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  1. Telegraph (Brisbane), 21 December 1921, 8.
  2. Brisbane Courier, 26 March 1930, 14.
  3. Brisbane Courier, 1 October 1930, 14.
  4. Telegraph (Brisbane), 21 January 1931, 8.
  5. Telegraph (Brisbane), 6 June 1931, 9.
  6. Brisbane Courier, 26 May 1932, 14.

My article, 'The militarisation of aerial theatre: air displays and airmindedness in Britain and Australia between the World Wars', is available on Contempory British History's website. It seems like only yesterday that I uploaded the self-archived version -- in fact it was only 5 weeks ago! While the formal and final version of the article won't be available until 2020, thanks to the modern marvel of the internet it's as good as published; the only difference is that this version lacks the volume information and page numbers (referring to a print edition which fewer and fewer people will ever read). For reference, here's the abstract again:

Aerial theatre, the use of aviation spectacle to project images of future warfare, national power and technological prowess, was a key method for creating an airminded public in the early 20th century. The most significant and influential form of aerial theatre in interwar Britain was the Royal Air Force (RAF) Display at Hendon, in which military aircraft put on impressive flying performances before large crowds, including an elaborate set-piece acting out a battle scenario with an imaginary enemy. Hendon was emulated by other air displays in Britain and in Australia, even civilian ones. Indeed, the inability of the much smaller Royal Australian Air Force (RAAF) to regularly project spectacle on the scale of Hendon across a much larger nation created a gap which civilian aviation organisations then tried to fill. Hendon thus helped to propagate a militarised civilian aerial theatre, and hence airmindedness, in both Britain and Australia.

I presented the initial version of this research at a symposium at Flinders University in honour of Eric Richards, the eminent historian of migration. Sadly, he passed away last week. I only met him briefly, but I know from the responses of his former colleagues and students that he will be missed. Vale.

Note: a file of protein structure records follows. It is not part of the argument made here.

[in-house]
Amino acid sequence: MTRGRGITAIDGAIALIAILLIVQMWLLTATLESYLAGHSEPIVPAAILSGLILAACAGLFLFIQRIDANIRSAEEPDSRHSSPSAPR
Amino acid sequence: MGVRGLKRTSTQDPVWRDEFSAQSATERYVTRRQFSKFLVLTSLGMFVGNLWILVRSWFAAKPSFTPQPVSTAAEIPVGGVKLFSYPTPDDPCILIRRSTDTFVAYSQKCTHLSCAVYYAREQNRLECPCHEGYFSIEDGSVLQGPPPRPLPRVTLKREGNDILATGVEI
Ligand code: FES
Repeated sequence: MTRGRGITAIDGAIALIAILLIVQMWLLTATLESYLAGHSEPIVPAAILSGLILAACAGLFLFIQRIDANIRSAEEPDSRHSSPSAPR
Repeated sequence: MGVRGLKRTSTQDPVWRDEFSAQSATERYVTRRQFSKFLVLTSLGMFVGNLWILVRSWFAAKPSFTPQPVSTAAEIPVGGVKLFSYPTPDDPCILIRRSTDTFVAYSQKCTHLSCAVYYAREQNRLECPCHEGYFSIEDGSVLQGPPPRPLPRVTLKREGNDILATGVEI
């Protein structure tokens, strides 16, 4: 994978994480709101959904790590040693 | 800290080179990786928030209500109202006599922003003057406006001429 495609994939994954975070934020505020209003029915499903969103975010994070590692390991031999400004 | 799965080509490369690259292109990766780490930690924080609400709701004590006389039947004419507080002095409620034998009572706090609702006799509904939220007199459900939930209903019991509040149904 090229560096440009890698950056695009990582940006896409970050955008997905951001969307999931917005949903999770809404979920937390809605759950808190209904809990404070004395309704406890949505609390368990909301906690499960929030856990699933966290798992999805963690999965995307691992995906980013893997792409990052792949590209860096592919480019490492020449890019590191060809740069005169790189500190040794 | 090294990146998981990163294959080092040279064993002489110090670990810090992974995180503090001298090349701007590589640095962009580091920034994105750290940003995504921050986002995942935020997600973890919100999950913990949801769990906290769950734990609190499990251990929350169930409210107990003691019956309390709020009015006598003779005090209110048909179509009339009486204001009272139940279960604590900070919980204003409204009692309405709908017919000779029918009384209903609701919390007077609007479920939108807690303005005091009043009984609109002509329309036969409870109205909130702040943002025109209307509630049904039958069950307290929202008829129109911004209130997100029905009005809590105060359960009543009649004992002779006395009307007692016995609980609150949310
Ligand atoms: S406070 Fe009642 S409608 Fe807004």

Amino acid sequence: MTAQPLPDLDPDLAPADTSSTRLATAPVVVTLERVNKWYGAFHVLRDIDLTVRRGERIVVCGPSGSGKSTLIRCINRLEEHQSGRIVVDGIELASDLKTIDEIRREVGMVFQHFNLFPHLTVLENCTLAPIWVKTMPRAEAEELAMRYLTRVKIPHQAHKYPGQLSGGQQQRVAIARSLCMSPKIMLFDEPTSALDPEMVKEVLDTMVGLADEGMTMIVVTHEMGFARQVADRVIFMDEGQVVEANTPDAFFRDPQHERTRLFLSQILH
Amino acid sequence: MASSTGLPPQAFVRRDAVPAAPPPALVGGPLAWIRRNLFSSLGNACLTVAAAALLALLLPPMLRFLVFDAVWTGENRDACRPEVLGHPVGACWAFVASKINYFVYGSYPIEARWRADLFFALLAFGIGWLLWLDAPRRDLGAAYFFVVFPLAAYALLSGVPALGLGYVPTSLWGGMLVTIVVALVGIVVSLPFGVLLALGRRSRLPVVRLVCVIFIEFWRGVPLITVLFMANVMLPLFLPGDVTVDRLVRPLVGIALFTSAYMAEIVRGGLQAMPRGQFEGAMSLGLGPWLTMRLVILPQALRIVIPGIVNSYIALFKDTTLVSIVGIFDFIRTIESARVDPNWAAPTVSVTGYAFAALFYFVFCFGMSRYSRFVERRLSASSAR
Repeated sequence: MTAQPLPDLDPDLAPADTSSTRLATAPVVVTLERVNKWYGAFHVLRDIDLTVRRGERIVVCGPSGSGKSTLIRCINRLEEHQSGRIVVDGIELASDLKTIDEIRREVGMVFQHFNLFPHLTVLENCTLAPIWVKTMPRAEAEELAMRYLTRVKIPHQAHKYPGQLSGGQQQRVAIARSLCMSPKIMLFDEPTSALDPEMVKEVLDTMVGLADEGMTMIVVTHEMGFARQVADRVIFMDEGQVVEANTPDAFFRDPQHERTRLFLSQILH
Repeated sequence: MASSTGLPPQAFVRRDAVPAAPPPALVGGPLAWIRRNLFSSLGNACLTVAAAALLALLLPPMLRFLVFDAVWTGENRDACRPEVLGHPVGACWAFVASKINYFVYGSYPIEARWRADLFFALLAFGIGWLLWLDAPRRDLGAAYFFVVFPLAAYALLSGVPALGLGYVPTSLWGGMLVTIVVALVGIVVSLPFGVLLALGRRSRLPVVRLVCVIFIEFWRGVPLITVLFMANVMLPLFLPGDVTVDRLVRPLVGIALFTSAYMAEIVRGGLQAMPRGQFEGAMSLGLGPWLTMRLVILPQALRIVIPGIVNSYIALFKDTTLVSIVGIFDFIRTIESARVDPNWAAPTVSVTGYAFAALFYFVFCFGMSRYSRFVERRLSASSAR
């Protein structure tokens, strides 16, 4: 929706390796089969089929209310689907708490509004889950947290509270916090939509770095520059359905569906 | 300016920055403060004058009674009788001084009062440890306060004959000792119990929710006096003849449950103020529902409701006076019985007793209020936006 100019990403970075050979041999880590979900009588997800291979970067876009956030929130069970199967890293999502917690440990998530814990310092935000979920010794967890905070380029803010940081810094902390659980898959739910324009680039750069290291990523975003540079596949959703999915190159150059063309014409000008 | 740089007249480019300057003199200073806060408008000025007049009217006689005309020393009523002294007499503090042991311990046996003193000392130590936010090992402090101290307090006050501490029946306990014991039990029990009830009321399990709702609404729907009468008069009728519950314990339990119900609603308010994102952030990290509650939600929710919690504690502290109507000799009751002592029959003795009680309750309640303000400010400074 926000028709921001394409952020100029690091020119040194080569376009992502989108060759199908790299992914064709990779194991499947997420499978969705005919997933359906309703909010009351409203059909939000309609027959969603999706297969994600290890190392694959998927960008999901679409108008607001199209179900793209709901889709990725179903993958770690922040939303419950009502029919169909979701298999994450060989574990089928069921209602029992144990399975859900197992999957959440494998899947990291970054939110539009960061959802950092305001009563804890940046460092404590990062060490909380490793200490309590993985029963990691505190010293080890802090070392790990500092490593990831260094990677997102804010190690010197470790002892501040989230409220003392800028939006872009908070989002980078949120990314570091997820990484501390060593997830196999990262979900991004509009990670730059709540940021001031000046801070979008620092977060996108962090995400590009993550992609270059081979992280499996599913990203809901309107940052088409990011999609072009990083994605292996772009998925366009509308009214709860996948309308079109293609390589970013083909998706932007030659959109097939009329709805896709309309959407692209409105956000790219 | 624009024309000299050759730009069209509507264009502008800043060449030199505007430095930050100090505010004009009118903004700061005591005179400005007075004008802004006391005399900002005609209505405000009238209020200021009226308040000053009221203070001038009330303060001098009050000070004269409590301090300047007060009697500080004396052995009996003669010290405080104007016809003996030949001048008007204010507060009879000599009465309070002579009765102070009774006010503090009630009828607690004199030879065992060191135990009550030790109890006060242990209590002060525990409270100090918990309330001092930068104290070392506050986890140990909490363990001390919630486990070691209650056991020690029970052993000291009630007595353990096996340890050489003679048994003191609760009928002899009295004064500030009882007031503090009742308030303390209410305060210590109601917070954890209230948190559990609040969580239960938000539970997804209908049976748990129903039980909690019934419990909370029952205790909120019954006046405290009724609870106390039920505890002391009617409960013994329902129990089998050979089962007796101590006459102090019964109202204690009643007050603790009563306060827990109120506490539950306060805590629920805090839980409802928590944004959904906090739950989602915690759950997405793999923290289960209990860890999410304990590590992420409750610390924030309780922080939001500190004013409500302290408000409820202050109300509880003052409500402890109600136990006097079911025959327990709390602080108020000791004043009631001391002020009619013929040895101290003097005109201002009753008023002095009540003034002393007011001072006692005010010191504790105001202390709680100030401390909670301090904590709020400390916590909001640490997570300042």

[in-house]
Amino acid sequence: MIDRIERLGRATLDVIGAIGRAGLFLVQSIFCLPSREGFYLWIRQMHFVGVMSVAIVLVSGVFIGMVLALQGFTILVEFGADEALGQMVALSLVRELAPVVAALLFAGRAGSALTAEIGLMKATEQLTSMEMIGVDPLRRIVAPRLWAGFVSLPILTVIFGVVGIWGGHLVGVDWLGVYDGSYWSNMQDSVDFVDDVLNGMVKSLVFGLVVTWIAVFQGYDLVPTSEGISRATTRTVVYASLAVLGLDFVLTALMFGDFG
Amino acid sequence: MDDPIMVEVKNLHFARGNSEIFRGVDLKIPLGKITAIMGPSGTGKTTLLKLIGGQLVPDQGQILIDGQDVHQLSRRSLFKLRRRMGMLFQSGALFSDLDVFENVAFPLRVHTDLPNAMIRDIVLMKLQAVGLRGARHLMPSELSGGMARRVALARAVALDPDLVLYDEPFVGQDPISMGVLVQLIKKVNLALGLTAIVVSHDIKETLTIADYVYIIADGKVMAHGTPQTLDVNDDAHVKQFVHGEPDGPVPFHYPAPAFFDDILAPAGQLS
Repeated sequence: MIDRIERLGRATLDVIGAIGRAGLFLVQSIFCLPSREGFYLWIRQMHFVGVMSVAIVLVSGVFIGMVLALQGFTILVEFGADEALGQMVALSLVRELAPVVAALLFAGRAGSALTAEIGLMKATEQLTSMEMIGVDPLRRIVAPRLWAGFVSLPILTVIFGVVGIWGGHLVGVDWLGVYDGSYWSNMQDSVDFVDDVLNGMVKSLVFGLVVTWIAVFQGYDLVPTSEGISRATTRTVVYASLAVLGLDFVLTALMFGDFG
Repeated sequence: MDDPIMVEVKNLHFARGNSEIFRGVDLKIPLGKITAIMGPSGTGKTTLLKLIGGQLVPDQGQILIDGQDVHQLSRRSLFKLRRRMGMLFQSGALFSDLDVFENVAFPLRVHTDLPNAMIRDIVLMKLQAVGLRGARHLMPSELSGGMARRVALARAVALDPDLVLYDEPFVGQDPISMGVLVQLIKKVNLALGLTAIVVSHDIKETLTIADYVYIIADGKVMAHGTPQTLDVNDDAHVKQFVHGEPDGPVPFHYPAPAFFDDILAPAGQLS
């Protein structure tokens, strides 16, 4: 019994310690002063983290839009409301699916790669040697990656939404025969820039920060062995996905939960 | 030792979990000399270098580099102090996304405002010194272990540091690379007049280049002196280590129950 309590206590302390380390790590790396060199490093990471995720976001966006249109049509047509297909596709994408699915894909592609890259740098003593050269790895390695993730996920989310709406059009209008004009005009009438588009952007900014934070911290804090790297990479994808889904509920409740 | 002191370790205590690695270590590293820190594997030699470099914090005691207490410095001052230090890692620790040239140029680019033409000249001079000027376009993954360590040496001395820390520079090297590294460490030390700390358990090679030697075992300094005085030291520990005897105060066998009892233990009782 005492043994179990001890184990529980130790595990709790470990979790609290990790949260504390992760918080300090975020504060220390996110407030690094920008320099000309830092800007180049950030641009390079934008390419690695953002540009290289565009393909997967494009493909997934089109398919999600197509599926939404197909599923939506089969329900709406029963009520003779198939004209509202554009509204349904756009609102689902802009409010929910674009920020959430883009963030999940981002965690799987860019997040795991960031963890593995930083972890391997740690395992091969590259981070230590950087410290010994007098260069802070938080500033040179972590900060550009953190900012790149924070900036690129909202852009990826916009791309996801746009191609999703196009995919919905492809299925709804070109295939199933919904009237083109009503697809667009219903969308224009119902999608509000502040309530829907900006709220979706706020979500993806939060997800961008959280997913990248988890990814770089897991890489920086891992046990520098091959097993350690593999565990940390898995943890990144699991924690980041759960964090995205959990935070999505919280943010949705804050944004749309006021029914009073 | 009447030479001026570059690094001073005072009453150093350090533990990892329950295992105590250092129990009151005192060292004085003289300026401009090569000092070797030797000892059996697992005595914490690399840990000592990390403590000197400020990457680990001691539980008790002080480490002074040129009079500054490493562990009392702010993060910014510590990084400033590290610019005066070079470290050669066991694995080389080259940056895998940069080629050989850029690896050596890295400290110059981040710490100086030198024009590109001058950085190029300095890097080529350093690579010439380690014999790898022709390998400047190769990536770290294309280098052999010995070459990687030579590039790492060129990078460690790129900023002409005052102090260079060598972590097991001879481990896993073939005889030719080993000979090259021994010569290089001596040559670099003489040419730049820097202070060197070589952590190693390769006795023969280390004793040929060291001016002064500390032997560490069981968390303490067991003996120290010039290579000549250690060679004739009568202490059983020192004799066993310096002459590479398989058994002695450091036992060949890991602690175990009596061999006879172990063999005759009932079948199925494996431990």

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The first real air raid on Australia was against Darwin on 19 February 1942. I don't know when the first fake air raid on Australia was, but there was one against Melbourne on 14 October 1929:

An aerial attack was made on Melbourne to-day by a group of seagull [sic] machines, which had been sent up from the aircraft carrier, Albatross. Overcoming opposition from a fleet of land 'planes, the raiders dropped several bombs, scoring vital hits, according to the attackers. The attack was part of air force exercises. The Albatross was outside the Heads, when the Seagull machines were depatched [sic], and three of these machines managed to reach the city, in spite of the efforts of 'planes from Point Cook aerodrome. 1

A more detailed (but harder to read) account reveals that that Albatross, representing a 'hostile seaplane carrier' outside Port Phillip Heads, launched a force of six Supermarine Seagulls and one Wackett Widgeon, which was sighted by a defending Supermarine Southampton off Brighton. The attackers were intercepted by aircraft from Point Cook, but

three broke through and flew over Melbourne from the direction of Port Melbourne, circling over Victoria Barracks and turning back to sea from a point presumably above Princes Bridge. 2

A later newspaper report suggested that 'Under war conditions, the city would have suffered many casualties'. 3 The official result of the exercise does not seem to have been published in the press, but it seems like it might have been fudged in favour of the defenders:

Bringing 1929 to a close, Albatross took part in a combined RAN-RAAF exercise in Port Phillip Bay in October. The point of this exercise was to test the carrier in making an air raid, along with assessing the efficiency of RAAF cooperation with Navy in repelling a seaborne air attack. According to reports on the exercise, the defence against the carrier attack was only successful because scouting Southamptons set off from Point Cook, without orders, some time before warning was actually received of approaching enemy aircraft. In fact, as noted by the CO of No. 1 FTS, aerial patrols had failed to sight the approaching naval force. Strikes had then been mounted against these ships off Frankston, involving Moths (representing single-seat fighters) and Wapitis. One RAAF pilot whose part in the scheme entailed simply flying over the Melbourne dock area probably summed up the feelings of many of those involved when he noted in his log-book that the exercise was 'A farce—nothing done or to see'. 4.

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  1. Townsville Daily Bulletin, 16 October 1929, 4.
  2. Herald (Melbourne), 14 October 1929, 1.
  3. The Call (Perth), 25 October 1929, 1.
  4. C. D. Coulthard-Clark, The Third Brother: the Royal Australian Air Force 1921-39 (North Sydney: Allen & Unwin, 1991), 218.

My article, 'The militarisation of aerial theatre: air displays and airmindedness in Britain and Australia between the World Wars', has just been accepted for publication in Contempory British History. It will be part of a special issue edited by Andrekos Varnava and Michael J. K. Walsh on 'The production of popular culture and its relationship to conflict in Britain and its Empire since the Great War', which in turn came out of the First Eric Richards Symposium in British and Australasian History, which I attended at Flinders University in early 2017. Under CBH's open access policies I can share the accepted version of the article upon publication, but that won't be until 2020. So, as I can also share the version I originally submitted, I'm self-archiving that here, errors of spelling, evidence and logic and all! Here's the abstract: